By Richard Weizel
NEW YORK (Reuters) - A Connecticut man who spent 21 years in prison after being wrongfully convicted of rape and murder was awarded $6 million on Thursday in the first such payout by the state.
Kenneth Ireland, who was found guilty at age 18 of raping and murdering a woman, was released in 2009 after DNA tests exonerated him.
The tests led instead to the conviction of Kevin Benefield, who had known the victim, Barbara Pelkey. Benefield was sentenced to 60 years in prison.
Ireland, now 44, said on Thursday through the office of his attorney, William Bloss, that the payment "ensures my security and affords me some room to explore the world and see things I've missed."
"It still hasn't completely registered yet," he said. "I'm still trying to wrap my head around it all.”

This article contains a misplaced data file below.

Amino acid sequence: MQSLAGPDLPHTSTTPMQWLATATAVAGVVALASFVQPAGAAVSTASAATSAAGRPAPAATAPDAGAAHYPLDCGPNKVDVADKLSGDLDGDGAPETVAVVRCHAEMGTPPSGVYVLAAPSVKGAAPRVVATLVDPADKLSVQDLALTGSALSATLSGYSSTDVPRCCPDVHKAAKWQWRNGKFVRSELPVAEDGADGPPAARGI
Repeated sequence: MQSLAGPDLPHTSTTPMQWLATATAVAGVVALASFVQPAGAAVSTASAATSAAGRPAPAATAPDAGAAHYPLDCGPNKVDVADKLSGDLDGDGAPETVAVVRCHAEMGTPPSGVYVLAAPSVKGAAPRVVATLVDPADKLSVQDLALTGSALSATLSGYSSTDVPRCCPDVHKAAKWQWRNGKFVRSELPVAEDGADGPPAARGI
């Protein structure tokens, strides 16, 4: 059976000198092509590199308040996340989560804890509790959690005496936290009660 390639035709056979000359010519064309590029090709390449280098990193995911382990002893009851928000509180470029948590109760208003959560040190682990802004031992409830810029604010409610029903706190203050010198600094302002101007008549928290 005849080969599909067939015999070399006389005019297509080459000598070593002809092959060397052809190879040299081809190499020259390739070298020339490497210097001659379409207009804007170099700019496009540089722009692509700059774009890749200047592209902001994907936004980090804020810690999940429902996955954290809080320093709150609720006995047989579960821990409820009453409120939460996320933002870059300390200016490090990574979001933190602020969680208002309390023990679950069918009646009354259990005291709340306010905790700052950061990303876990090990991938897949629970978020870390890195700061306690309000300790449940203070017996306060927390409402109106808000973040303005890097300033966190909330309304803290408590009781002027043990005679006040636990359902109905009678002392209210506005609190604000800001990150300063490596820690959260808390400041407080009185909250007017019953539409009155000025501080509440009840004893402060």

It is the first-ever award made by the state's Office of the Claims Commissioner since such compensation was approved in 2008 by the state legislature.
"He experienced 21 years of violence, sleepless nights and the constant fear and hopelessness that he would die in prison as an innocent man," Claims Commissioner J. Paul Vance wrote in a report.
"I offer my sincerest apologies to Mr. Ireland for the burden that he was forced to suffer and I wish him the best of luck," Vance wrote.
Governor Dannel Malloy, who has appointed Ireland to the state Parole Board, in a statement said he "is not only without bitterness, but is incredibly thoughtful, insightful and committed to public safety and service."
(Editing by Ellen Wulfhorst; Editing by Sandra Maler)